“In addition to being vets, we also raise cattle. We are proud to be the sixth generation in our family to have cattle on the site my family homesteaded in the 1880’s. My parents raised us to be good stewards of the land and our livestock. We look out for not only our cattle, but the grass they eat, the trees they rest under and the wildlife they share the land with.”
Jake and Carolyn Geis are young newlyweds who are veterinarians and also own part of a cattle ranch that raises cows and calves, referred to as a "cow/calf" ranch, called Diamond Ranch. From the clients they serve at the vet clinic, to the family members they ranch alongside, they strive every day to keep cattle healthy and comfortable.
Read more about their busy lives.
People operate the ranch
years Jake and his parents have had cattle together
Percent of the ranch is in oak woodlands with the remainder on prairie
years jake and Carolyn each went to school to become veterinarians
the number of breeds it takes to make the most common hybrid of cow on the ranch- black baldie
Jake Geis: My wife, Carolyn, and I own part of a cow/calf ranch where mama cows give birth to calves once a year. The cattle we raise are called “baldies”, which are a mixed breed of Herefords and Angus. This breed does well in our environment, which is rolling hills and tallgrass prairie. My parents are our partners at Diamond Ranch, managing the day-to-day tasks while Carolyn and I develop the cattle health plans and work on other large activities like building new fences. All four of us are an integral part of the ranch team!
In addition to our ranching duties, Carolyn and I are also veterinarians in South Dakota.
Carolyn: We’re so excited to be working with our families and to have the opportunity to share it with our own children someday. It’s not often in today’s world that a way of life and a business gets passed from one generation to the next. Although the way we do things has changed due to improvements, the basic premise of being a good steward and caretaker never changes and we’re proud to be a part of that legacy.
Carolyn: I think our schedule is very representative of the thousands of part-time ranchers across the country. Taking “vacation time” from your town/city job doesn’t mean you’ll get to relax, but you’ll be able to get the ranch work done.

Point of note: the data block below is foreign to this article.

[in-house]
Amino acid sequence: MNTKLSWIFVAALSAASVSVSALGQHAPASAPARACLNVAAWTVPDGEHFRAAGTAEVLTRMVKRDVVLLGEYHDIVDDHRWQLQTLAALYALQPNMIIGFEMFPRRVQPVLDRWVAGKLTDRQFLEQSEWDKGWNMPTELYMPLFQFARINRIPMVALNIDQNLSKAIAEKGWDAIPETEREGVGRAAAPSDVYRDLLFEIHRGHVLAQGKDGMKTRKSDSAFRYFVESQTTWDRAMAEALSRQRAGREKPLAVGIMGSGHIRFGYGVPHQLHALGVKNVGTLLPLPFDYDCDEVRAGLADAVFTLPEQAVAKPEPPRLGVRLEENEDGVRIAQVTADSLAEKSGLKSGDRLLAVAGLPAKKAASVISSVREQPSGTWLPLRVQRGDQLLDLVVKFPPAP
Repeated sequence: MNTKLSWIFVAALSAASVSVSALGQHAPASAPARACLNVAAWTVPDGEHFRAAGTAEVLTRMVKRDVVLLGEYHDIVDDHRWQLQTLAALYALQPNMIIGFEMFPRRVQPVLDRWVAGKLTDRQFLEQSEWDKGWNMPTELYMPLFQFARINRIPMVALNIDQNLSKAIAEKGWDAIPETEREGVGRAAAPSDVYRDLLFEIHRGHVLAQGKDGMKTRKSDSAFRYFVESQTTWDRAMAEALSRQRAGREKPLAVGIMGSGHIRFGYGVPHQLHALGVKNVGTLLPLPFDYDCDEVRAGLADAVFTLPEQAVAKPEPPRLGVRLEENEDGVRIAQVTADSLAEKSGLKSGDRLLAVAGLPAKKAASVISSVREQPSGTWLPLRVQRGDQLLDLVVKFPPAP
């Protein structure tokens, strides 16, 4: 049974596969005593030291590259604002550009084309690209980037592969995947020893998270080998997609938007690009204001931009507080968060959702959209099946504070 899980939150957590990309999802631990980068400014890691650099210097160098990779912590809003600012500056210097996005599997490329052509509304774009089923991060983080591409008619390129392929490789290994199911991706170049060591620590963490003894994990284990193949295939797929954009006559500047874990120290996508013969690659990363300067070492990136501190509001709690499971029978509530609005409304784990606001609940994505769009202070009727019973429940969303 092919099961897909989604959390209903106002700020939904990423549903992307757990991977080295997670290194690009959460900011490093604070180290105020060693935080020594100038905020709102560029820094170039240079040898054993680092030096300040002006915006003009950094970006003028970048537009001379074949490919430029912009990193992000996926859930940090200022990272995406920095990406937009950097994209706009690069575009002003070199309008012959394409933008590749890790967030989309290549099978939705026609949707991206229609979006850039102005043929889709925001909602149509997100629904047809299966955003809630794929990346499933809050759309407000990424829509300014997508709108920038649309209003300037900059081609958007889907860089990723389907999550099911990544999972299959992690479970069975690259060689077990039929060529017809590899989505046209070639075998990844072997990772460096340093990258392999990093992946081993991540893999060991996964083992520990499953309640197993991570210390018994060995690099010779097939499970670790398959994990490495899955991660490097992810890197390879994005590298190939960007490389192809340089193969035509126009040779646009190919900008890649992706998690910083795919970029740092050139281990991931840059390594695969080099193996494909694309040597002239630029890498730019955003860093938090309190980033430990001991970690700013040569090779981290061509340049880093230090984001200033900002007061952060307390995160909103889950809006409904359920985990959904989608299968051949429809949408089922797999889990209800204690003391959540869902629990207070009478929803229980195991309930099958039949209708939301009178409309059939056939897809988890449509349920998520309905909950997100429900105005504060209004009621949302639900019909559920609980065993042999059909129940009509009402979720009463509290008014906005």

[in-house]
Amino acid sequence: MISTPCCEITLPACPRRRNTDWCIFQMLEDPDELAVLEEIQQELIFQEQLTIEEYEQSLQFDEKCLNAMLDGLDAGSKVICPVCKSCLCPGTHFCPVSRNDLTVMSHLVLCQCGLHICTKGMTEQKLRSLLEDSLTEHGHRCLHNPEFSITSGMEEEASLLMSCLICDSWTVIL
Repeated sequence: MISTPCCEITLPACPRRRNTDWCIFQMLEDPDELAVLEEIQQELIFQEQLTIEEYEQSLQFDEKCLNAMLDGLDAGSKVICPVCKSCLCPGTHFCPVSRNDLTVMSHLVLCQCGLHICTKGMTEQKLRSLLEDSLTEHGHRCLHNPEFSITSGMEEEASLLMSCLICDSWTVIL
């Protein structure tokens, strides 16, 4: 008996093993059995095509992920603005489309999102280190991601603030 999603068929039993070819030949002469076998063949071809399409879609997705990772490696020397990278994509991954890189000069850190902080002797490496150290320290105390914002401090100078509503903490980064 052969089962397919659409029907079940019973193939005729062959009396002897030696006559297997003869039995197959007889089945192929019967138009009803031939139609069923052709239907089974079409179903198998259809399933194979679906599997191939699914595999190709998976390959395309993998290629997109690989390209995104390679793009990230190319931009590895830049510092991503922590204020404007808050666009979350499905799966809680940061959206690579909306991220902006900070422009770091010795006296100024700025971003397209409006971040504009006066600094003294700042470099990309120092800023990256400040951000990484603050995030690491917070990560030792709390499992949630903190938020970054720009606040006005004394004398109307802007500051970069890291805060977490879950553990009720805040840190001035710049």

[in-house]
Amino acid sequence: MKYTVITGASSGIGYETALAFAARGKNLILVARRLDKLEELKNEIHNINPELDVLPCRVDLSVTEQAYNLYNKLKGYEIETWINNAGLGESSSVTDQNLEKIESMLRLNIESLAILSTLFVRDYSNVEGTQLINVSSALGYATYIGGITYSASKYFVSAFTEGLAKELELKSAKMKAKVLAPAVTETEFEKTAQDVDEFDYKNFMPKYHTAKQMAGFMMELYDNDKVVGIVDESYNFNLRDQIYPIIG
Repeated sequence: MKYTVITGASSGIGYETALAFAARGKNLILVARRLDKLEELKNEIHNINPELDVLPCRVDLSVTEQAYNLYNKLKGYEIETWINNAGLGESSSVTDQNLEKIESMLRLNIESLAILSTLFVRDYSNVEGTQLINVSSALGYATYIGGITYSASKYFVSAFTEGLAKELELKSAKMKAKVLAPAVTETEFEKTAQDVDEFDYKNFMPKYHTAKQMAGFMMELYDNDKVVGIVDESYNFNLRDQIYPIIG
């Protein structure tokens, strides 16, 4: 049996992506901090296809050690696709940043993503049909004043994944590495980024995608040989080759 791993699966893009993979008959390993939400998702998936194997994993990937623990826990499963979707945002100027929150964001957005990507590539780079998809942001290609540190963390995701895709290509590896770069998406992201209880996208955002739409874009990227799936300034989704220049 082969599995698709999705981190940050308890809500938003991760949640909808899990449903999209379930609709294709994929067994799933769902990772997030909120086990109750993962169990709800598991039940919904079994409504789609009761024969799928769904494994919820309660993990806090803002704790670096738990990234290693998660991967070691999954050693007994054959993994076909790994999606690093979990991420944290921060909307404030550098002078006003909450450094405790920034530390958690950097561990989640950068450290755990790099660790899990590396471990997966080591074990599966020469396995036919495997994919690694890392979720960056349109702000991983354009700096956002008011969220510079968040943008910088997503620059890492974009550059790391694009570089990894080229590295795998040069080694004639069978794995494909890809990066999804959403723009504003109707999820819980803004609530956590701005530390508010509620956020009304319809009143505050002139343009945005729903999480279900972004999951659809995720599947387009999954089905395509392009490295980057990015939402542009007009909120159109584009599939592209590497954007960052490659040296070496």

Jake: The key for us is to embrace scientific advancements that meet our goal to be good stewards. We ask, “Will this help our cattle thrive in our environment? Will it keep them healthy and happy? Will it conserve or promote the well-being of the land or the native plant and animal life?” If so, then we use it.
Carolyn: If I must pick a favorite, besides my trusty T-Bone Steak, I will say Skirt Steak! Sprinkle it with salt, pepper, garlic salt and ground oregano. Grill it over medium heat, turning once, until the internal temperature reaches 160 degrees. Take it off the grill, but don’t you dare cut into it, just let it be for a bit! After about 5 minutes, cut it at an angle against the grain into thin strips. Place several strips on a small flour or corn tortilla and squeeze a lime wedge over it. Then the toppings are up to you! I keep it simple with thin sliced onion, some sour cream and a bit of cilantro, but go crazy…this doesn’t happen every day!
Jake: Ribeye Steak, grilled to medium rare. Simple man, simple meal.
Jake: When you live in an area where cows outnumber people, your entertainment isn’t the same as it is in the city. We don’t have amusement parks, shopping malls or white-tablecloth restaurants. Heck, we don’t even have a movie theater in our county. So when we are looking for something fun to do, it’s a bit more old fashioned.
A favorite pastime is to hang out at the river. Between fishing, kayaking, boating and swimming, it is a place where people can have fun all day, and then come back the next day to have just as much fun. In the winter, some people go ice fishing, though I’m not too much of a fan of that. Bit too cold for this guy.
Other than the river, there are a lot of great things to do in small towns. We spend our time hunting or shooting clays, going on walks in the river bluffs or just taking relaxing Sunday drives. Carolyn loves to garden, and I like to hang out with friends to talk about cattle and farming.
I know it’s not like the glitz and glamor of urban life, and for some people all this sounds incredibly boring. But for those of us out here, we love the simplicity and authenticity of rural living. People are quite important to country folks, because without all the other distractions, all there is out here for entertainment is to be with the people out here. And you know what, that’s a pretty darn good way to spend a day.